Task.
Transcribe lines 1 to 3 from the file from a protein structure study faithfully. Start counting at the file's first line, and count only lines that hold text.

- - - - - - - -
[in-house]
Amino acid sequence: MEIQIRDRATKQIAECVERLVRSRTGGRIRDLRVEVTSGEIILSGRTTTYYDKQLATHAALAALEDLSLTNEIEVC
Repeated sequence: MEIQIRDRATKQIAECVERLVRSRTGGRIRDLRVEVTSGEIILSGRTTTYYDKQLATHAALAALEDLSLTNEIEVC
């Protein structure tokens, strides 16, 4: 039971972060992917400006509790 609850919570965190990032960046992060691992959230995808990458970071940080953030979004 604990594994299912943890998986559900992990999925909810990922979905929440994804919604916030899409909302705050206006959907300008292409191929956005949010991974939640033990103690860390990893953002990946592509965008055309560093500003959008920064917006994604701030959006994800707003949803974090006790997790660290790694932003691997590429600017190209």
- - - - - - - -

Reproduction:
[in-house]
Amino acid sequence: MEIQIRDRATKQIAECVERLVRSRTGGRIRDLRVEVTSGEIILSGRTTTYYDKQLATHAALAALEDLSLTNEIEVC
Repeated sequence: MEIQIRDRATKQIAECVERLVRSRTGGRIRDLRVEVTSGEIILSGRTTTYYDKQLATHAALAALEDLSLTNEIEVC